The Web has made it increasingly easy for sites built overnight to find massive audiences with little or no effort. This is true for not only classic viral sites like Upworthy and BuzzFeed but also for sites trafficking in completely fake news.
Consider “satire” news site National Report, which has successfully exploited today’s news ecosystem to draw tons of eyeballs to its bogus news coverage. Capitalizing on the ongoing fears about Ebola, National Report recently ran a serious-sounding story reporting that an entire Texas suburb had been quarantined after a entire family had been infected. Despite being completely fabricated, the story went viral, getting shared 339,837 times on Facebook, according to Emergent, which tracks how fake stories spread online. Commenters in the story’s thread were equally deceived.
While fake news is nothing new, as the “War of the Worlds” saga proved, the Web has made it much easier for it to spread — often much faster than the reports that debunk it. The risks here are compounded further with a story like Ebola, which already comes with its own host of uncertainties.
Emergent founder Craig Silverman said that this is why National Report, which Quantcast says gets 800,000 visitors a month, is a public menace. “They crossed the line with the Ebola story,” he said. “There’s a basic public safety and public information layer to that news, and they’re playing on people’s fears.”
But National Report sees it the opposite way. “We like to think we are doing a public service by introducing readers to misinformation,” said National Report publisher Allen Montgomery, who writes under a pseudonym. “As hard as it is to believe, National Report is often the first place people actually realize how easily they themselves are manipulated, and we hope that makes them better consumers of content.”
The social networks play a major role in how fast fake news spreads. Facebook and Twitter want to be platforms, not publishers, which is why they have unevenly edited the content users share on their networks. Facebook, for example, has experimented with a satire tag, which appears in front of story headlines from sites like The Onion. So far, however, that feature has been limited to stories that appear within Facebook’s “related articles” box, which limits both its overall utility and the number of people who see it. A more robust labeling system might have helped prevent National Report’s Ebola story from spreading so far.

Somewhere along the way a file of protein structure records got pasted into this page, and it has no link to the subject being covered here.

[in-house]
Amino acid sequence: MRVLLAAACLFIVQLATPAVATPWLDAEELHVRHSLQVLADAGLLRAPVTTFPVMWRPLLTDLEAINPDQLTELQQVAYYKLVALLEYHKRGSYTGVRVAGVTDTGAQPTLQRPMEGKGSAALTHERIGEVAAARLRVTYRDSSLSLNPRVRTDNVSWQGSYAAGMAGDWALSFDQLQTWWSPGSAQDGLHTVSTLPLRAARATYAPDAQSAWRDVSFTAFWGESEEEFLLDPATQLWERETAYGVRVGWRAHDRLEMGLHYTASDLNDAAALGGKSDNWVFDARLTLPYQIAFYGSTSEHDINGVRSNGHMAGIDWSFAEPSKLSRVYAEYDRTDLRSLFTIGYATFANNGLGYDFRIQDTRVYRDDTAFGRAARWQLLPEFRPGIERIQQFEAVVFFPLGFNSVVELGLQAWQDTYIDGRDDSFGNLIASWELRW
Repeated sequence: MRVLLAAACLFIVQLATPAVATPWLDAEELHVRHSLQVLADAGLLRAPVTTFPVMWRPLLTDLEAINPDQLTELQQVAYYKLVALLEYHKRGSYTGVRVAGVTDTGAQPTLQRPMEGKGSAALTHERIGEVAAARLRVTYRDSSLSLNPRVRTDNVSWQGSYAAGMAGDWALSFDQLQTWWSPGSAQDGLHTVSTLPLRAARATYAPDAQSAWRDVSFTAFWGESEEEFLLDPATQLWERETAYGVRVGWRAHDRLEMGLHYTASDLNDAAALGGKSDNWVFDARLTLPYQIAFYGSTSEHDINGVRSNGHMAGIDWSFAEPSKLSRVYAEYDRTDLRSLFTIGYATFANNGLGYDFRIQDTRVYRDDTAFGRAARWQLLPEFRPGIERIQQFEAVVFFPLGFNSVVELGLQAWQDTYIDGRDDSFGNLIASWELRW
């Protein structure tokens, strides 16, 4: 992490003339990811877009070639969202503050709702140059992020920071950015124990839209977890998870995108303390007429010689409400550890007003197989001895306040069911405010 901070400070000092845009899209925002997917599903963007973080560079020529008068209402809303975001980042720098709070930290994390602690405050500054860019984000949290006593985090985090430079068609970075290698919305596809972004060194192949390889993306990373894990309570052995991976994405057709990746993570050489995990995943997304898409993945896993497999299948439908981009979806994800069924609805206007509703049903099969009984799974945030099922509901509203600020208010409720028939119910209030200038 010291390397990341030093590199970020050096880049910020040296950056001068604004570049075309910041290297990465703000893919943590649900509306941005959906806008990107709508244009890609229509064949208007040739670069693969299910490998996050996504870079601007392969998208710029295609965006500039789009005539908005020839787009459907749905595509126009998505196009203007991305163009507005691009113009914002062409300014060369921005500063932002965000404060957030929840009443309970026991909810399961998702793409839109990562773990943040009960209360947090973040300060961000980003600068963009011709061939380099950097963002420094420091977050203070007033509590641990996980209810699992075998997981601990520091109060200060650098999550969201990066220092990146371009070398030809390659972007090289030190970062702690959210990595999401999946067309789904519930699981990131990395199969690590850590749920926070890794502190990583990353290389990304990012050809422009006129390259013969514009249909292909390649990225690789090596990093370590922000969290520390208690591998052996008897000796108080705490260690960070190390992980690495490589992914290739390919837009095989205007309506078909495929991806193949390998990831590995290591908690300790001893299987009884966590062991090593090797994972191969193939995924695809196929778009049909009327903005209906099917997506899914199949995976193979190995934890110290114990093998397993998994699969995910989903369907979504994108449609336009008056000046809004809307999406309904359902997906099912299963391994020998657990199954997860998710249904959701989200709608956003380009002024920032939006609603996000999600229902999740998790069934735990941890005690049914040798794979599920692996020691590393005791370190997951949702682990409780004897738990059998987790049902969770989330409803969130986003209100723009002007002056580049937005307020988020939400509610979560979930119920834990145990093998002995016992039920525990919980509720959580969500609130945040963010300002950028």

This is one area where both National Report and its critics see eye-to-eye. “We have been able to infiltrate the media landscape with a loosely formed group of misfits, and that is a terrible reflection on the power of social media,” Montgomery said. “Any fool on a computer can now be a media mogul with absolutely no credentials.”
National Report’s logic is similar to that of so-called “white hat” hackers, who claim to ethically breach systems to show companies how vulnerable they are. It’s better to be hacked into by a benign hacker, the thinking goes, than a bad one.
But that argument doesn’t entirely hold up for National Report, which doesn’t make it clear to readers that they’re reading fake news. Couple that with a Huffington Post-inspired design, and it’s clear why so many readers have been tricked into believing and sharing National Report’s coverage. This stands in contrast with fake news platforms like Nipsys News, which clearly tells visitors when news is fake. More, National Report runs ads on its site (some of which are for major brands like Zipcar and Progressive), meaning that it’s actively making money from spreading false news.
“You can’t claim you’re educational if you don’t show an effort to tell people to know that they’re on a fake news website,” said Emergent’s Silverman. “They may say this is an educational effort, but all the education has come from the other people debunking their stuff.”
But National Report is only exploiting media loopholes that already exist, not creating entirely new ones. In reality, the site has placed itself the center of a media environment that actively facilitates the spread of misinformation. It’s really just a symptom of larger problems.
And the readers are certainly to blame as well. On the audience level, it’s a given today that readers don’t read stories nearly as often as much as they click on them. Publishers frequently exploit this tendency by writing stories with sensational headlines that they then caveat or undermine within the articles. National Report exploited it by assuming that many readers wouldn’t try to confirm the Ebola story elsewhere before sharing it.
But there’s also significant pressure on publishers themselves. Today, publishers are more incentivized to publish quickly than they are to get things right. After all, you can’t give a click back once you’ve gotten it. “Everyone knows that the earlier you can jump on something, the more likely you can capture some of that audience,” Silverman said. “News organizations work quickly so they can get a piece of the action.”